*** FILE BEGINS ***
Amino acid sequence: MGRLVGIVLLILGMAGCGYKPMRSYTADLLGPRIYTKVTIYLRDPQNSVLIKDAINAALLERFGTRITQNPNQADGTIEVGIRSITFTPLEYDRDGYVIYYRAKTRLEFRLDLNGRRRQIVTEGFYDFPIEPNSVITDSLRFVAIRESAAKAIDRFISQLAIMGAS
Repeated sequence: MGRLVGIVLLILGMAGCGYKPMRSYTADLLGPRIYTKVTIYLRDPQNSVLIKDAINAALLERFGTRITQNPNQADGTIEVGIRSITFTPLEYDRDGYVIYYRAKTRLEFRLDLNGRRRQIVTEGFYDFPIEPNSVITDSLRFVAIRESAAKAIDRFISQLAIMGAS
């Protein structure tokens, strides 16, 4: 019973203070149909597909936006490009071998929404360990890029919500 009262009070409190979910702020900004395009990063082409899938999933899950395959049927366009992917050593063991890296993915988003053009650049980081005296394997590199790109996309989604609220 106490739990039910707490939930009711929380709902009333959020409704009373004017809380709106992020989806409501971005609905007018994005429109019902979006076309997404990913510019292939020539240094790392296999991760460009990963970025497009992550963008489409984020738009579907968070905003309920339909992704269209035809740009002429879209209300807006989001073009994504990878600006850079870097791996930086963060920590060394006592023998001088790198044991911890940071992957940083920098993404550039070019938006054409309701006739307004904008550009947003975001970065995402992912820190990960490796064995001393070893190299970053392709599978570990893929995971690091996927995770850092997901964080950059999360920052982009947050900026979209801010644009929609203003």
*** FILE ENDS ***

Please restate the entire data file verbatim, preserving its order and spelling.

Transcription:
Amino acid sequence: MGRLVGIVLLILGMAGCGYKPMRSYTADLLGPRIYTKVTIYLRDPQNSVLIKDAINAALLERFGTRITQNPNQADGTIEVGIRSITFTPLEYDRDGYVIYYRAKTRLEFRLDLNGRRRQIVTEGFYDFPIEPNSVITDSLRFVAIRESAAKAIDRFISQLAIMGAS
Repeated sequence: MGRLVGIVLLILGMAGCGYKPMRSYTADLLGPRIYTKVTIYLRDPQNSVLIKDAINAALLERFGTRITQNPNQADGTIEVGIRSITFTPLEYDRDGYVIYYRAKTRLEFRLDLNGRRRQIVTEGFYDFPIEPNSVITDSLRFVAIRESAAKAIDRFISQLAIMGAS
């Protein structure tokens, strides 16, 4: 019973203070149909597909936006490009071998929404360990890029919500 009262009070409190979910702020900004395009990063082409899938999933899950395959049927366009992917050593063991890296993915988003053009650049980081005296394997590199790109996309989604609220 106490739990039910707490939930009711929380709902009333959020409704009373004017809380709106992020989806409501971005609905007018994005429109019902979006076309997404990913510019292939020539240094790392296999991760460009990963970025497009992550963008489409984020738009579907968070905003309920339909992704269209035809740009002429879209209300807006989001073009994504990878600006850079870097791996930086963060920590060394006592023998001088790198044991911890940071992957940083920098993404550039070019938006054409309701006739307004904008550009947003975001970065995402992912820190990960490796064995001393070893190299970053392709599978570990893929995971690091996927995770850092997901964080950059999360920052982009947050900026979209801010644009929609203003």